The Forger Who Fooled the Nazis: Han van Meegeren

If you read last week’s blog post, you’ll know that this week, we promised to give you an updated, full-length version of the story of Han van Meegeren, the famous Dutch forger whose imbeccable forgeries fooled art experts and Nazi officials alike. (If you didn’t, you can still catch last week’s post by clicking here.) And so, without further ado, here–filled with as many plot twists as an Oscar-winning film–is the story of Han van Meegeren.

Han van Meegeren c. 1947. Image c/o Essential Vermeer.

Born in the Netherlands in 1889, van Meegeren was a trained artist, according to Wikipedia. Though his original paintings received some attention in Germany, he was for the most part ignored, if not dismissed as mediocre, by critics in his home country. And he might have remained in relative obscurity if not for Hermann Goering (Göring).

Goering, one of the Nazi party’s chief military leaders, was also one of the regime’s most notorious art acquirers. For anyone who hasn’t seen Monuments Men, top Nazi officials were huge art lovers (so much so that Hitler wanted to create his own art museum), and thus took it upon themselves to take whatever art suited them in the areas they took over.

According to the Boijmans Museum (who have a spectacular video on this story that you can watch below), during World War II and in the years immediately preceding it, seven “undiscovered” Vermeers turn up. Why is this such a big deal? Jan Vermeer (featured in our curriculum here at the Art Docent Program) painted less than 50 works throughout his career and remains one of the most mysterious figures in the history of art. Yet all of these “newly-discovered” works were praised by Europe’s leading art critics as “missing links” (most were religious in nature, whereas true Vermeers are mainly genre scenes). With that in mind, the paintings command huge price tags, equivalent to millions today. Some are acquired by museums (including Amsterdam’s prestigious Rijksmuseum), and some are purchased by private collectors. And one, Christ and the Adulteress, is acquired by Hermann Goering himself.

After the war’s end, Allied officials tracked down people who collaborated to help the Nazis “acquire” (aka forcibly take) art. Following the trail of Christ and the Adulteress, Allied officials arrested Han van Meegeren in 1945 for collaboration with Nazi officials. Rather than face a long prison sentence, van Meegeren came clean and admitted to forging the painting, in addition to the other seven “recently-discovered” works and several works thought to be by Pieter de Hooch, among others.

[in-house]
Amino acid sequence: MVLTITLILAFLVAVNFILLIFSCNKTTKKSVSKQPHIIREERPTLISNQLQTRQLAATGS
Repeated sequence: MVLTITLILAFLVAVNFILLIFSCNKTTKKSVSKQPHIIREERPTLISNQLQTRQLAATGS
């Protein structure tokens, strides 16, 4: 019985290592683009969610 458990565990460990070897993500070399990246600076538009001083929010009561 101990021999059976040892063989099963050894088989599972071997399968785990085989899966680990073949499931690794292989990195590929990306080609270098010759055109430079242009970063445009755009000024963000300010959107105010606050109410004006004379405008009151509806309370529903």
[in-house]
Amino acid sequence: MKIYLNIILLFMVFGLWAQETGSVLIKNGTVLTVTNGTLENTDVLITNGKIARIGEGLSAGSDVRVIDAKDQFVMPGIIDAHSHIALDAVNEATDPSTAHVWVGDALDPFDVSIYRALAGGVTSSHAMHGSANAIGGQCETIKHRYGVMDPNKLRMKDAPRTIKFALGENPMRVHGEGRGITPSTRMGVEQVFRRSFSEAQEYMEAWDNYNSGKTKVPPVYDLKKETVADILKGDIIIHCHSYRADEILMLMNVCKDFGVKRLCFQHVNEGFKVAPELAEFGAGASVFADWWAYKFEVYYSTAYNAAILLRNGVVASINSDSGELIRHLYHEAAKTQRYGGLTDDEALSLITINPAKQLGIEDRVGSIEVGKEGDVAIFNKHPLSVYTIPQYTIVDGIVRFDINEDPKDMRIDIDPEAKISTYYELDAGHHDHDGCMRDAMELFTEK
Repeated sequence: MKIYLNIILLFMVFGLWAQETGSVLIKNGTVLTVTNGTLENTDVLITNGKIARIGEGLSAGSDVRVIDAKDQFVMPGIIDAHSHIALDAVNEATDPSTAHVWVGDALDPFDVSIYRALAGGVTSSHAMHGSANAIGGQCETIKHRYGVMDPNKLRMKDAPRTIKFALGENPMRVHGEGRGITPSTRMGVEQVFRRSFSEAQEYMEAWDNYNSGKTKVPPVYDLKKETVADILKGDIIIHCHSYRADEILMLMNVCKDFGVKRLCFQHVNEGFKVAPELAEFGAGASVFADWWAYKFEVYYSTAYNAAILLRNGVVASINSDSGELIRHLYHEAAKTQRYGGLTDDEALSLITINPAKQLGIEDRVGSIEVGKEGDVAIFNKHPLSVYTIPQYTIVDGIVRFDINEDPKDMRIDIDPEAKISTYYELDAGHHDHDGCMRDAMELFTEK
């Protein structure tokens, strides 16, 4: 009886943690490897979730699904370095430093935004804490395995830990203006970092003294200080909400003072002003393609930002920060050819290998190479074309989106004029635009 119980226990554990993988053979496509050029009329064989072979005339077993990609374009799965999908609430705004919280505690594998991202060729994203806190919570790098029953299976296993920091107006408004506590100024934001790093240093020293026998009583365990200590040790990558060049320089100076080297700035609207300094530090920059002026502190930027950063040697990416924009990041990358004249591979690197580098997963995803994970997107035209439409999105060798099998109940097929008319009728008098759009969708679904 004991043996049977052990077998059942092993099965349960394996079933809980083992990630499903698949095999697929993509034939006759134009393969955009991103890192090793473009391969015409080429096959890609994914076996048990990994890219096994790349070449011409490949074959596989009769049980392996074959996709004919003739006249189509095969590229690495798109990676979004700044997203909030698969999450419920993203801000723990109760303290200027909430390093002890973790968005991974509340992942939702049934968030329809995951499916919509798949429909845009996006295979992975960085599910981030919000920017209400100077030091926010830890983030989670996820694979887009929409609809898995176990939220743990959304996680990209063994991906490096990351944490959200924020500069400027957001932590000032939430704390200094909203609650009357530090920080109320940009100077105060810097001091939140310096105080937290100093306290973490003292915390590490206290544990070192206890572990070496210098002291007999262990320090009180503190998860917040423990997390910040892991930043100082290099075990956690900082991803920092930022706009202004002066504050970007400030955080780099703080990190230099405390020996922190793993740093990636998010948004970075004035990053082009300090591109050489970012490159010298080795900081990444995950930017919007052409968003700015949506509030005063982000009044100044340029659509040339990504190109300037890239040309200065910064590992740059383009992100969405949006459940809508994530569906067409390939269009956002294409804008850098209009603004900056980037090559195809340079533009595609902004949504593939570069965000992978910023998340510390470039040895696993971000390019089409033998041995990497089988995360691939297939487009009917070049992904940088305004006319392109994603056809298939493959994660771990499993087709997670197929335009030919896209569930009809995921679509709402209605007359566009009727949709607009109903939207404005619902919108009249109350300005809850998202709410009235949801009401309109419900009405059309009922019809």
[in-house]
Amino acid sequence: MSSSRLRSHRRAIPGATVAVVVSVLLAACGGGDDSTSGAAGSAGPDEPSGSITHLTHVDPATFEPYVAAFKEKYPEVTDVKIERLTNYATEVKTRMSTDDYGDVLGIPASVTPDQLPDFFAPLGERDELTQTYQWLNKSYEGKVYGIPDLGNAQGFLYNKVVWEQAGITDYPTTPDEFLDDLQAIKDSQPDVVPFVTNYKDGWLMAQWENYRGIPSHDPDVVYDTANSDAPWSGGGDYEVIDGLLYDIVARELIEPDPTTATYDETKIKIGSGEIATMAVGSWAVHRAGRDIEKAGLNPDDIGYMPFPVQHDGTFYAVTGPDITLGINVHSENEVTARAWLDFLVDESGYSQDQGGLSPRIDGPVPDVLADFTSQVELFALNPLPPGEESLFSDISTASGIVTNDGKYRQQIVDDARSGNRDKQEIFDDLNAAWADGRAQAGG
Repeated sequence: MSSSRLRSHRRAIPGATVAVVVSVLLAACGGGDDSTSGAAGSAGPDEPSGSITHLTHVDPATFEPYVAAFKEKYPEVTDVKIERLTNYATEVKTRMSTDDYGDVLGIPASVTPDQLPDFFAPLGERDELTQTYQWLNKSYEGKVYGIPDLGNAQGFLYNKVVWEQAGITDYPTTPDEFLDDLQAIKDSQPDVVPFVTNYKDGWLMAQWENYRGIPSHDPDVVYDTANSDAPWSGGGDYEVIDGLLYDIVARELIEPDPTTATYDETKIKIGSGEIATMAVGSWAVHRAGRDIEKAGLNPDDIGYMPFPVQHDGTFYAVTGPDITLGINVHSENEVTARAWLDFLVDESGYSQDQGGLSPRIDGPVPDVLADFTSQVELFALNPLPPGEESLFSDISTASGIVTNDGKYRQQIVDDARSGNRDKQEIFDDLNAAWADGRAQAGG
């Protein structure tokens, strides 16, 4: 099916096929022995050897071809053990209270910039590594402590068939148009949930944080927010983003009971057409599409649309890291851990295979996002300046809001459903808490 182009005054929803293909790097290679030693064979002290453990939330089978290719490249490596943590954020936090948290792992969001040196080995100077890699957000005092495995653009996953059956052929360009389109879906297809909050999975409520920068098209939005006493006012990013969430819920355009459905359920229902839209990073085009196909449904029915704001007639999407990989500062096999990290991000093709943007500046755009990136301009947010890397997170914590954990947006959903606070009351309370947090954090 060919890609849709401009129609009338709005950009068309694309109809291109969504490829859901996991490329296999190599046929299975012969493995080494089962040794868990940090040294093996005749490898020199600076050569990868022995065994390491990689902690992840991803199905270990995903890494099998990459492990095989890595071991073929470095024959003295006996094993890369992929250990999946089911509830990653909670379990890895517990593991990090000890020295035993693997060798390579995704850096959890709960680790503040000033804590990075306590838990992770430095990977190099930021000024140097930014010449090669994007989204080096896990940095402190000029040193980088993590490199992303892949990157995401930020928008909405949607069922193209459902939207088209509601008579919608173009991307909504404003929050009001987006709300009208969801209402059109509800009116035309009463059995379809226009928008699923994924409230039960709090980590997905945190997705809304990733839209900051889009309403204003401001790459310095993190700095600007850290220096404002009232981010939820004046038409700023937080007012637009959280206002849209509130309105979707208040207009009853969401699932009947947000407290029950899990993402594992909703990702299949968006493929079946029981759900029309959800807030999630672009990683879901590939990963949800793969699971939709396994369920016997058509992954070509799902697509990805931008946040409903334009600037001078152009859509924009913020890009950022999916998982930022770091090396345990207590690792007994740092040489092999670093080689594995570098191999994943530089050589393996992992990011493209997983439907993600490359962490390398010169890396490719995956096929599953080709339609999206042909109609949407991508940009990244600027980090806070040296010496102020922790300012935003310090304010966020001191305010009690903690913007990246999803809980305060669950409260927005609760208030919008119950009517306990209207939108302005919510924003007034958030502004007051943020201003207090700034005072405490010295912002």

van Meegeren’s Christ and the Adulteress. Image c/o and Tim Koster/Instituut Collectie, Nederland/Rijswijk-Amsterdam.

But how? van Meegeren explained during his trial two years later. After years of meticulously studying and reproducing the respective techniques of Vermeet, de Hooch, and artist Frans Hals, van Meegeren also perfected a technique to make the paintings appear older than they actually were. After buying original, cheap 17th-century canvases (not sure where he found those, but still), van Meegeren would scrape off the top layer and paint on the cracked base layer, using a mixture of Bakelite (an early plastic [a “thermosetting phenol formaldehyde resin,” according to Wikipedia]) and pigment. van Meegeren would then put his paintings in the oven, as this mixture would harden and crack when exposed to heat in exactly the way an older painting would simply due to age. After removing them from heat, van Meegeren would roll the canvases to bring out the cracks and then pour ink in the cracks to accentuate them.

To prove his story to anyone was still unconvinced, van Meegeren painted a stunning reproduction of one of his forged works during the trial, which removed all doubt as to his abilities as a forger.

The Supper at Emmaus byHan van Meegeren, 1936-1937. Image c/o Essential Vermeer.

What’s most interesting, perhaps, about the story of Han van Meegeren is the stature which he acquired between the period of his arrest and his trial (a two-year period) that still persists. On the one hand, he’s a forger–which is a crime against the art world. And yet his meticulous work managed to fool not only Hermann Goering, one of the Third Reich’s most-hated officials, but Europe’s leading art critics, who were viewed as elitist and snobby by the public and by most artists–which ended up making van Meegeren a national hero of sorts.

So, what do you think? Is Han van Meegeren a hero? Why or why not? Let us know what you think of all this in the comments below!

Want more on van Meegeren’s story? Check out Essential Vermeer for more, or watch this video from the Boijmans Museum.

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